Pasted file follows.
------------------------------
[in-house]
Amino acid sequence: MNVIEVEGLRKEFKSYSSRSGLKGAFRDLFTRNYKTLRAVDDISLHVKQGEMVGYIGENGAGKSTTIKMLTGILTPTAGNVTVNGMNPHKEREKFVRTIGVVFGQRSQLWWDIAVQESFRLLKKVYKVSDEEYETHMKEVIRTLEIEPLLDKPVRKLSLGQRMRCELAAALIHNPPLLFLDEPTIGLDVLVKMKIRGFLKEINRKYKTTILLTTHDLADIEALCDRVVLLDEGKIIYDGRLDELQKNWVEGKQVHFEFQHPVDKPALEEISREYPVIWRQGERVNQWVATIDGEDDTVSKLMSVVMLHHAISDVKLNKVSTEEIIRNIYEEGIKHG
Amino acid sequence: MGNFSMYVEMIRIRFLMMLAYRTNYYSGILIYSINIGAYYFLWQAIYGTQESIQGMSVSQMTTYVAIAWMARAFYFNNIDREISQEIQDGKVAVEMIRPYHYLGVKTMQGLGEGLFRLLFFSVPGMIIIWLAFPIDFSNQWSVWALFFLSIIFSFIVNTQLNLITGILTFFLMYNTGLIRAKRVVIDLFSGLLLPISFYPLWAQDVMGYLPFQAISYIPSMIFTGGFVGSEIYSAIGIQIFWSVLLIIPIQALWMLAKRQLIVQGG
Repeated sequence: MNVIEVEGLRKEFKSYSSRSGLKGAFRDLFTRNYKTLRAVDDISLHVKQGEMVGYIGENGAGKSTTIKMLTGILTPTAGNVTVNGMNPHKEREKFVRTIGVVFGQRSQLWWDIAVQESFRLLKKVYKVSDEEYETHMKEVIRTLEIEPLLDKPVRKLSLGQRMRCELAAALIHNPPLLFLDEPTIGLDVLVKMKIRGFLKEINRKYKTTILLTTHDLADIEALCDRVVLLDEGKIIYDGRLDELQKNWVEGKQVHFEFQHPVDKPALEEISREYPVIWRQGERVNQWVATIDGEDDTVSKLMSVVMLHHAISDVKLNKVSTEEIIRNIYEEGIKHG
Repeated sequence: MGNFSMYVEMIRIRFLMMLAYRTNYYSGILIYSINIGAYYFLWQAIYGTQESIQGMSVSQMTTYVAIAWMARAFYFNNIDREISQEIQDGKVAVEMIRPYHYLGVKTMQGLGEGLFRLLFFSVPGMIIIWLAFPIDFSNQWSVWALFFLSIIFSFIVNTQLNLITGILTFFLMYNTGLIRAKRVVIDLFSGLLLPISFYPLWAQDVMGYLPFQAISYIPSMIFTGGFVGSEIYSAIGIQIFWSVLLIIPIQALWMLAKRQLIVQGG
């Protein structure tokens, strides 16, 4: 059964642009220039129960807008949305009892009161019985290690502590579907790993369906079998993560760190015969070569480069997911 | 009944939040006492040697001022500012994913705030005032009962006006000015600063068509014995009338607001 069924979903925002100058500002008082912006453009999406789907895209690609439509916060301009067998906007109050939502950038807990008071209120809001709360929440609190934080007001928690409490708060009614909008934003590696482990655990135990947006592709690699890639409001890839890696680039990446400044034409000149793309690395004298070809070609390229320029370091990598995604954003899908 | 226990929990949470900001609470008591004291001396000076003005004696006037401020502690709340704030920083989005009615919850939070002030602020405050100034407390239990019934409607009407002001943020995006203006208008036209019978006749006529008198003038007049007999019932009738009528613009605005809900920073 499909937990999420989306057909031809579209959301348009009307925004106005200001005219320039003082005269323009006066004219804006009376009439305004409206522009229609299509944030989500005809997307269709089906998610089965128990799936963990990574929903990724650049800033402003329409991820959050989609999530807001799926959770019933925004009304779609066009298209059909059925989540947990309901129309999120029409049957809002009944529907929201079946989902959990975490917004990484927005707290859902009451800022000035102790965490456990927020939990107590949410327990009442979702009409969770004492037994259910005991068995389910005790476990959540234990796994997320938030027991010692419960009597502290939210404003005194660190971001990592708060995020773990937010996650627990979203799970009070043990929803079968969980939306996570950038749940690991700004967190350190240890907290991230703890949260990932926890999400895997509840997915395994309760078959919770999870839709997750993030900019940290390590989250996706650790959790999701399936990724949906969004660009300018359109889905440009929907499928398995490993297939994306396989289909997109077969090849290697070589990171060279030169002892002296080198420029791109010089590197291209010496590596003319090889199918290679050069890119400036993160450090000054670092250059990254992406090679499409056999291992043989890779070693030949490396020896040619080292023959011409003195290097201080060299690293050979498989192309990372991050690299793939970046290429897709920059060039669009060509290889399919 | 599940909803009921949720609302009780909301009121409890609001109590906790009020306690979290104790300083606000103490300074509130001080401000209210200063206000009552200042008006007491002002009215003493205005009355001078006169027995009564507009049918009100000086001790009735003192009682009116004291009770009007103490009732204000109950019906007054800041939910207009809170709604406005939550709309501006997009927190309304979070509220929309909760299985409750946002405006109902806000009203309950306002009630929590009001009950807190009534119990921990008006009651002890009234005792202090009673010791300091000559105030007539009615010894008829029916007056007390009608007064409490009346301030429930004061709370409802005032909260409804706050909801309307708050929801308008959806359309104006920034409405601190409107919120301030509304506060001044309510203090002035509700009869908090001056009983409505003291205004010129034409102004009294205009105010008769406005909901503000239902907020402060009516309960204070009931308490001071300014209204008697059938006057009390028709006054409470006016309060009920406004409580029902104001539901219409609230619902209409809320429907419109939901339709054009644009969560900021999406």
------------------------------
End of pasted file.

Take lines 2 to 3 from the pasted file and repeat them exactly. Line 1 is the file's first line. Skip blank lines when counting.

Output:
Amino acid sequence: MNVIEVEGLRKEFKSYSSRSGLKGAFRDLFTRNYKTLRAVDDISLHVKQGEMVGYIGENGAGKSTTIKMLTGILTPTAGNVTVNGMNPHKEREKFVRTIGVVFGQRSQLWWDIAVQESFRLLKKVYKVSDEEYETHMKEVIRTLEIEPLLDKPVRKLSLGQRMRCELAAALIHNPPLLFLDEPTIGLDVLVKMKIRGFLKEINRKYKTTILLTTHDLADIEALCDRVVLLDEGKIIYDGRLDELQKNWVEGKQVHFEFQHPVDKPALEEISREYPVIWRQGERVNQWVATIDGEDDTVSKLMSVVMLHHAISDVKLNKVSTEEIIRNIYEEGIKHG
Amino acid sequence: MGNFSMYVEMIRIRFLMMLAYRTNYYSGILIYSINIGAYYFLWQAIYGTQESIQGMSVSQMTTYVAIAWMARAFYFNNIDREISQEIQDGKVAVEMIRPYHYLGVKTMQGLGEGLFRLLFFSVPGMIIIWLAFPIDFSNQWSVWALFFLSIIFSFIVNTQLNLITGILTFFLMYNTGLIRAKRVVIDLFSGLLLPISFYPLWAQDVMGYLPFQAISYIPSMIFTGGFVGSEIYSAIGIQIFWSVLLIIPIQALWMLAKRQLIVQGG